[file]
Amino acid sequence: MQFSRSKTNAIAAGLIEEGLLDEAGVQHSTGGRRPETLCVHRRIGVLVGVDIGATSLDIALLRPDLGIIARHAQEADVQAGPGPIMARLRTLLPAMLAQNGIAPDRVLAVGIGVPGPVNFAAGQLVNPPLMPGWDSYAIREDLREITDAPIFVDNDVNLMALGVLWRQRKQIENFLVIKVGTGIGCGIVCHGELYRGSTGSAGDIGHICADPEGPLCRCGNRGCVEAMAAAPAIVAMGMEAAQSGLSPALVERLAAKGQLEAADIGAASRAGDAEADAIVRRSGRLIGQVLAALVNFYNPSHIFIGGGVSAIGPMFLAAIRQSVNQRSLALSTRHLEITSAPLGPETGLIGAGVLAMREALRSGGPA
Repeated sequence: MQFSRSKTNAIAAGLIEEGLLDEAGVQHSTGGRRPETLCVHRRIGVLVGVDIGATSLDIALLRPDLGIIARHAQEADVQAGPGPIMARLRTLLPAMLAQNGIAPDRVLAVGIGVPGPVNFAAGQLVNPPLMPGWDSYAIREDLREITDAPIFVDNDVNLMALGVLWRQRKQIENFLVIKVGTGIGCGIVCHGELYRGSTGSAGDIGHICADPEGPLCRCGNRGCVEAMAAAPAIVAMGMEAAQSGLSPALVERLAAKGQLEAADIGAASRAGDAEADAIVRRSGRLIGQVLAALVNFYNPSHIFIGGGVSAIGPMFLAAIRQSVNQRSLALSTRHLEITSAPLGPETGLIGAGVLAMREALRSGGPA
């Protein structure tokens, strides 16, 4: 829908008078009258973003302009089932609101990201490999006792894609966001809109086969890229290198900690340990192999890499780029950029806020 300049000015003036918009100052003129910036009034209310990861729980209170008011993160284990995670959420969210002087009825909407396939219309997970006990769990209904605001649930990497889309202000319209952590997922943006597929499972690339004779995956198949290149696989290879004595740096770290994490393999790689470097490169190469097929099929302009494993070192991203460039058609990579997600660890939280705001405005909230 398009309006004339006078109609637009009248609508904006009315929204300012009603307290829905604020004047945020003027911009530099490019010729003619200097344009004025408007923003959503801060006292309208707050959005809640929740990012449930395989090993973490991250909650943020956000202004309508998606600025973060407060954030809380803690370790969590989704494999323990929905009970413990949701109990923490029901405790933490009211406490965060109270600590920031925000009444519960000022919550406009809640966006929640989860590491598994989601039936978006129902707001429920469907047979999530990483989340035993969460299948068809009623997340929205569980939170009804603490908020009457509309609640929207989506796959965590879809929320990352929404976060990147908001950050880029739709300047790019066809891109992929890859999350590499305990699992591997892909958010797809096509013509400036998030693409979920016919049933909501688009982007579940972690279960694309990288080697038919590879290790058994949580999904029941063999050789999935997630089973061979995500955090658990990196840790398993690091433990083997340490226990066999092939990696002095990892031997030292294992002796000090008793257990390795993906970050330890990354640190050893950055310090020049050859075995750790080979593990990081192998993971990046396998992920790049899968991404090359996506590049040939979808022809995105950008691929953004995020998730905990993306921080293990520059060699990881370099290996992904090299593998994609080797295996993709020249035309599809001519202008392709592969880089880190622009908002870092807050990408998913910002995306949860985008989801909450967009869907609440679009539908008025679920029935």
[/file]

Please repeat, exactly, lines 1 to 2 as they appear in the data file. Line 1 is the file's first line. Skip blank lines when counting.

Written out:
Amino acid sequence: MQFSRSKTNAIAAGLIEEGLLDEAGVQHSTGGRRPETLCVHRRIGVLVGVDIGATSLDIALLRPDLGIIARHAQEADVQAGPGPIMARLRTLLPAMLAQNGIAPDRVLAVGIGVPGPVNFAAGQLVNPPLMPGWDSYAIREDLREITDAPIFVDNDVNLMALGVLWRQRKQIENFLVIKVGTGIGCGIVCHGELYRGSTGSAGDIGHICADPEGPLCRCGNRGCVEAMAAAPAIVAMGMEAAQSGLSPALVERLAAKGQLEAADIGAASRAGDAEADAIVRRSGRLIGQVLAALVNFYNPSHIFIGGGVSAIGPMFLAAIRQSVNQRSLALSTRHLEITSAPLGPETGLIGAGVLAMREALRSGGPA
Repeated sequence: MQFSRSKTNAIAAGLIEEGLLDEAGVQHSTGGRRPETLCVHRRIGVLVGVDIGATSLDIALLRPDLGIIARHAQEADVQAGPGPIMARLRTLLPAMLAQNGIAPDRVLAVGIGVPGPVNFAAGQLVNPPLMPGWDSYAIREDLREITDAPIFVDNDVNLMALGVLWRQRKQIENFLVIKVGTGIGCGIVCHGELYRGSTGSAGDIGHICADPEGPLCRCGNRGCVEAMAAAPAIVAMGMEAAQSGLSPALVERLAAKGQLEAADIGAASRAGDAEADAIVRRSGRLIGQVLAALVNFYNPSHIFIGGGVSAIGPMFLAAIRQSVNQRSLALSTRHLEITSAPLGPETGLIGAGVLAMREALRSGGPA